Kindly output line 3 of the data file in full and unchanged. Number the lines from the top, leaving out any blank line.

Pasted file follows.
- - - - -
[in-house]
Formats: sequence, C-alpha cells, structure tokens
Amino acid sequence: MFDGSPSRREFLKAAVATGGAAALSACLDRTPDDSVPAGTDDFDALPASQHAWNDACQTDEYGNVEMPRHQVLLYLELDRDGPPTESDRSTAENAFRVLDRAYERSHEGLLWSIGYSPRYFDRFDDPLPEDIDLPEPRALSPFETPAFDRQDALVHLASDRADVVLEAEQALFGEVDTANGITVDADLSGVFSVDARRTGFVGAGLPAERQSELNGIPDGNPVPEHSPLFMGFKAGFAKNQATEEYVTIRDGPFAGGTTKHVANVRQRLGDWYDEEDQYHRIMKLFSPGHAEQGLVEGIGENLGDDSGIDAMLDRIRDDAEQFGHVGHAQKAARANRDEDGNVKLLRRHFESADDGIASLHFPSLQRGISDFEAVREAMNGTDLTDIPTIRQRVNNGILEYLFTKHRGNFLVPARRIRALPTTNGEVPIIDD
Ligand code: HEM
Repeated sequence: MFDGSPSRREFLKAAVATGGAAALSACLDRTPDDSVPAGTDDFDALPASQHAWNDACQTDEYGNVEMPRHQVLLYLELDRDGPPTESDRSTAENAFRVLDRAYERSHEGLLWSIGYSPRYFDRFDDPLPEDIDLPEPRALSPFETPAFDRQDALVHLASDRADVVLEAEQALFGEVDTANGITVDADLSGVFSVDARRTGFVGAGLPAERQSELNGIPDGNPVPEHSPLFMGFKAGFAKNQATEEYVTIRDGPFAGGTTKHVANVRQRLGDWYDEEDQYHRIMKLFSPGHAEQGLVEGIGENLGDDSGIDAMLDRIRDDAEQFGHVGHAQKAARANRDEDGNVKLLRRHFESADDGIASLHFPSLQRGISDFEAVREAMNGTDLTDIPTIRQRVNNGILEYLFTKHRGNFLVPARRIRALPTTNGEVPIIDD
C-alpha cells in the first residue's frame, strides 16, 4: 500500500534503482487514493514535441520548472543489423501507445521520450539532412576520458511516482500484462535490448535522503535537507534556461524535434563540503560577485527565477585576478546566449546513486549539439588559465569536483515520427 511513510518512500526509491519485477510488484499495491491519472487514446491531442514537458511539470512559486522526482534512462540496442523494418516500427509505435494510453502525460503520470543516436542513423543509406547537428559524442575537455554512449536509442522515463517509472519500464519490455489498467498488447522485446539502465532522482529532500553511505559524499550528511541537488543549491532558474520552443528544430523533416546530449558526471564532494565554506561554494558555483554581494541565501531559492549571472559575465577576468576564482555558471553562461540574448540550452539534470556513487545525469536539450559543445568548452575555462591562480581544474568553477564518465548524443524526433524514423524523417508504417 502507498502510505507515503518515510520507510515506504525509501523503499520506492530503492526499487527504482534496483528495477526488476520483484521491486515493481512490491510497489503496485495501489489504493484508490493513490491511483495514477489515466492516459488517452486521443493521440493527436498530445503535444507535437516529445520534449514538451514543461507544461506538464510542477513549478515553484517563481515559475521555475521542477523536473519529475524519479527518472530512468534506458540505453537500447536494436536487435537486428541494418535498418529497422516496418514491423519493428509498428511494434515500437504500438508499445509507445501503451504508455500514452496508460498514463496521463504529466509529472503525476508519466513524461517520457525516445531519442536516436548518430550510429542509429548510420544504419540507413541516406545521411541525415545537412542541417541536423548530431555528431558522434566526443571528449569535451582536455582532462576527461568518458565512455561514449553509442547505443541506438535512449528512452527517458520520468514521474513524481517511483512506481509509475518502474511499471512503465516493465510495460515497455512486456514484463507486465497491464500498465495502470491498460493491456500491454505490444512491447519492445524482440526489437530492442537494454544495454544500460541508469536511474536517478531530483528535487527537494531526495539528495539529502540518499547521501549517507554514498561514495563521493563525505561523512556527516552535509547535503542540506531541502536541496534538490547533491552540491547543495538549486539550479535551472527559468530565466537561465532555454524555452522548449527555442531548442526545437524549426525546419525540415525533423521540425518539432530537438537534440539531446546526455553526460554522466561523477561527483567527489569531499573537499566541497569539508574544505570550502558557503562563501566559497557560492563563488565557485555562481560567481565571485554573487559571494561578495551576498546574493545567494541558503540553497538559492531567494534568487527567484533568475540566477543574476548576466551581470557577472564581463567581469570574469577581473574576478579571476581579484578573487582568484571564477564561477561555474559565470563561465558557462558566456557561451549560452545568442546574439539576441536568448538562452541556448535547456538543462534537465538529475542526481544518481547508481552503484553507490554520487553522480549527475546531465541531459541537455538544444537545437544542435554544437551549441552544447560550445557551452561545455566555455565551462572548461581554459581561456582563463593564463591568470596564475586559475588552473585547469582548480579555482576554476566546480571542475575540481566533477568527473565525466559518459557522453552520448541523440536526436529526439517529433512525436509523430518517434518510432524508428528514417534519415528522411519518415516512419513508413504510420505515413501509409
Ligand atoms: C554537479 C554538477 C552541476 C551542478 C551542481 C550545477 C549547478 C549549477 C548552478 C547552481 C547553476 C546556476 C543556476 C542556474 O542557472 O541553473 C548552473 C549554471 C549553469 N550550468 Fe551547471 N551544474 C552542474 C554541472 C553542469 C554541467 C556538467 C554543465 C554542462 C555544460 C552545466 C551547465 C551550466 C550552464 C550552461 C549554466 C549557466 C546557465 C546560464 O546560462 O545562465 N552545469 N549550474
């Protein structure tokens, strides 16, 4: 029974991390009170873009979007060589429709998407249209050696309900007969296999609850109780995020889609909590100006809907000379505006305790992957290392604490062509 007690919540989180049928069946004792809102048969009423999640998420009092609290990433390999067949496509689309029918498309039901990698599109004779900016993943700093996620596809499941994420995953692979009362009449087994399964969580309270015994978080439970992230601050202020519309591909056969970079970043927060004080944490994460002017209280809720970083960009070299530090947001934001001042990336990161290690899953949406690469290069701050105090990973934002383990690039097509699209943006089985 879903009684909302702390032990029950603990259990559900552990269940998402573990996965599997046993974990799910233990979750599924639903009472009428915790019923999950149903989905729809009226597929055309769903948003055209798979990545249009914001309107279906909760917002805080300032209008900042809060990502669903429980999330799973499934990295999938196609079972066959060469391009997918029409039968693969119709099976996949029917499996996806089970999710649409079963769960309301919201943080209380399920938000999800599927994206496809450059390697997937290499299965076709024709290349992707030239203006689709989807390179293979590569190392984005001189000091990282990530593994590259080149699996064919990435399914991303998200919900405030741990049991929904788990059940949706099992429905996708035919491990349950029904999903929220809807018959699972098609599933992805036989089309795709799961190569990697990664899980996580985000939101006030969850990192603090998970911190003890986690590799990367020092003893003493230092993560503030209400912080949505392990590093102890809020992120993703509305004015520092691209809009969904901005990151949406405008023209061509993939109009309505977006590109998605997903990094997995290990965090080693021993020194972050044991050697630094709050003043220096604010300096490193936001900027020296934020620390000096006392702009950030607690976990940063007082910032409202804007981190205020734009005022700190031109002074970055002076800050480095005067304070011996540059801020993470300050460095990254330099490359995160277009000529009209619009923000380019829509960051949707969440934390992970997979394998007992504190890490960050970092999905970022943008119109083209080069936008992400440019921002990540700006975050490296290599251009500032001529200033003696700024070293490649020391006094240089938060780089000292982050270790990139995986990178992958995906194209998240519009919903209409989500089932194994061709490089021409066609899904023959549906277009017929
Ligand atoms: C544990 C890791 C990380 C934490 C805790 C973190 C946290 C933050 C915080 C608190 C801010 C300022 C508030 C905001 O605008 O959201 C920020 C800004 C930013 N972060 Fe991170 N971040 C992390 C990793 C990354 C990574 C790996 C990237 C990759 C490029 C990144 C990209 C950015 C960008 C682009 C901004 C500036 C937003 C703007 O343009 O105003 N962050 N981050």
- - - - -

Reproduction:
Amino acid sequence: MFDGSPSRREFLKAAVATGGAAALSACLDRTPDDSVPAGTDDFDALPASQHAWNDACQTDEYGNVEMPRHQVLLYLELDRDGPPTESDRSTAENAFRVLDRAYERSHEGLLWSIGYSPRYFDRFDDPLPEDIDLPEPRALSPFETPAFDRQDALVHLASDRADVVLEAEQALFGEVDTANGITVDADLSGVFSVDARRTGFVGAGLPAERQSELNGIPDGNPVPEHSPLFMGFKAGFAKNQATEEYVTIRDGPFAGGTTKHVANVRQRLGDWYDEEDQYHRIMKLFSPGHAEQGLVEGIGENLGDDSGIDAMLDRIRDDAEQFGHVGHAQKAARANRDEDGNVKLLRRHFESADDGIASLHFPSLQRGISDFEAVREAMNGTDLTDIPTIRQRVNNGILEYLFTKHRGNFLVPARRIRALPTTNGEVPIIDD